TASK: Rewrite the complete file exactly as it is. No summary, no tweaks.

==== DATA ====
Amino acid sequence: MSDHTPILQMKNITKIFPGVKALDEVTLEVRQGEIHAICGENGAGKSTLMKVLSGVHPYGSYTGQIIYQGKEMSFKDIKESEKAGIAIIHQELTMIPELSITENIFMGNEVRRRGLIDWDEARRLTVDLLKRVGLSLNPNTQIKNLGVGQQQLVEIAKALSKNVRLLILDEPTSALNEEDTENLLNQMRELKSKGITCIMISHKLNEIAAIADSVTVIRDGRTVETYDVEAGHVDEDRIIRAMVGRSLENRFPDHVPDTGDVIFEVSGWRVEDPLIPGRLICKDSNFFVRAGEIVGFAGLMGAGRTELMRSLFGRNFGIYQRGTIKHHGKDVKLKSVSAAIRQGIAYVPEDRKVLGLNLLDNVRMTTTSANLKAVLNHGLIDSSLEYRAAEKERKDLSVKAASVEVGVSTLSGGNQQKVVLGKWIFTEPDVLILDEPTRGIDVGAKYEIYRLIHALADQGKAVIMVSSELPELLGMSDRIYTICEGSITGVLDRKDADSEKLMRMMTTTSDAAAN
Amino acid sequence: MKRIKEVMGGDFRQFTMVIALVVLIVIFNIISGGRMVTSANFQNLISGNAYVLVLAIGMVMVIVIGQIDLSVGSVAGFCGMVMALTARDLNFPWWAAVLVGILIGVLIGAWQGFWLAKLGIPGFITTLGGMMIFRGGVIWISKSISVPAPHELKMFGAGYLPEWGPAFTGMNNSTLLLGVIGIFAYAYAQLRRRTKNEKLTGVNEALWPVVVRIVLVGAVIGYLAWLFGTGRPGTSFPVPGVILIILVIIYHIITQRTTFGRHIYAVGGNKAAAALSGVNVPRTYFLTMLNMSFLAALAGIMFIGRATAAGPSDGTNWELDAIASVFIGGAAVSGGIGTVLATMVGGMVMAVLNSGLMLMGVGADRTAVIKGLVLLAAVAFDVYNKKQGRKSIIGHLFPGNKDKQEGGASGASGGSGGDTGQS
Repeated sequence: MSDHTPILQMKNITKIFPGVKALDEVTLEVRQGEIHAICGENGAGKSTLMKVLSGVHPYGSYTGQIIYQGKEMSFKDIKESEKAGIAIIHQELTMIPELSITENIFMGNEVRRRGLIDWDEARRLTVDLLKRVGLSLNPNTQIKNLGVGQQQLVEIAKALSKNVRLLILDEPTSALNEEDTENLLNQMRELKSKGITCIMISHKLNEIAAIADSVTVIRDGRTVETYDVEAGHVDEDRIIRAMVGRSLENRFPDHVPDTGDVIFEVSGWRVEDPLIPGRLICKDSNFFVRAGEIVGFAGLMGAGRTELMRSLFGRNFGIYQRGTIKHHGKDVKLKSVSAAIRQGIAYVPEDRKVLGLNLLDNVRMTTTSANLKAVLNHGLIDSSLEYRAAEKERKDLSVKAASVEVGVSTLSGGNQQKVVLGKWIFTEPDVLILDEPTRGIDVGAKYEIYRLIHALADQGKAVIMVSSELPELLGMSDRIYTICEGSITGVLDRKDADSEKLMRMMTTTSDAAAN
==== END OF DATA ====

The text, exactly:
Amino acid sequence: MSDHTPILQMKNITKIFPGVKALDEVTLEVRQGEIHAICGENGAGKSTLMKVLSGVHPYGSYTGQIIYQGKEMSFKDIKESEKAGIAIIHQELTMIPELSITENIFMGNEVRRRGLIDWDEARRLTVDLLKRVGLSLNPNTQIKNLGVGQQQLVEIAKALSKNVRLLILDEPTSALNEEDTENLLNQMRELKSKGITCIMISHKLNEIAAIADSVTVIRDGRTVETYDVEAGHVDEDRIIRAMVGRSLENRFPDHVPDTGDVIFEVSGWRVEDPLIPGRLICKDSNFFVRAGEIVGFAGLMGAGRTELMRSLFGRNFGIYQRGTIKHHGKDVKLKSVSAAIRQGIAYVPEDRKVLGLNLLDNVRMTTTSANLKAVLNHGLIDSSLEYRAAEKERKDLSVKAASVEVGVSTLSGGNQQKVVLGKWIFTEPDVLILDEPTRGIDVGAKYEIYRLIHALADQGKAVIMVSSELPELLGMSDRIYTICEGSITGVLDRKDADSEKLMRMMTTTSDAAAN
Amino acid sequence: MKRIKEVMGGDFRQFTMVIALVVLIVIFNIISGGRMVTSANFQNLISGNAYVLVLAIGMVMVIVIGQIDLSVGSVAGFCGMVMALTARDLNFPWWAAVLVGILIGVLIGAWQGFWLAKLGIPGFITTLGGMMIFRGGVIWISKSISVPAPHELKMFGAGYLPEWGPAFTGMNNSTLLLGVIGIFAYAYAQLRRRTKNEKLTGVNEALWPVVVRIVLVGAVIGYLAWLFGTGRPGTSFPVPGVILIILVIIYHIITQRTTFGRHIYAVGGNKAAAALSGVNVPRTYFLTMLNMSFLAALAGIMFIGRATAAGPSDGTNWELDAIASVFIGGAAVSGGIGTVLATMVGGMVMAVLNSGLMLMGVGADRTAVIKGLVLLAAVAFDVYNKKQGRKSIIGHLFPGNKDKQEGGASGASGGSGGDTGQS
Repeated sequence: MSDHTPILQMKNITKIFPGVKALDEVTLEVRQGEIHAICGENGAGKSTLMKVLSGVHPYGSYTGQIIYQGKEMSFKDIKESEKAGIAIIHQELTMIPELSITENIFMGNEVRRRGLIDWDEARRLTVDLLKRVGLSLNPNTQIKNLGVGQQQLVEIAKALSKNVRLLILDEPTSALNEEDTENLLNQMRELKSKGITCIMISHKLNEIAAIADSVTVIRDGRTVETYDVEAGHVDEDRIIRAMVGRSLENRFPDHVPDTGDVIFEVSGWRVEDPLIPGRLICKDSNFFVRAGEIVGFAGLMGAGRTELMRSLFGRNFGIYQRGTIKHHGKDVKLKSVSAAIRQGIAYVPEDRKVLGLNLLDNVRMTTTSANLKAVLNHGLIDSSLEYRAAEKERKDLSVKAASVEVGVSTLSGGNQQKVVLGKWIFTEPDVLILDEPTRGIDVGAKYEIYRLIHALADQGKAVIMVSSELPELLGMSDRIYTICEGSITGVLDRKDADSEKLMRMMTTTSDAAAN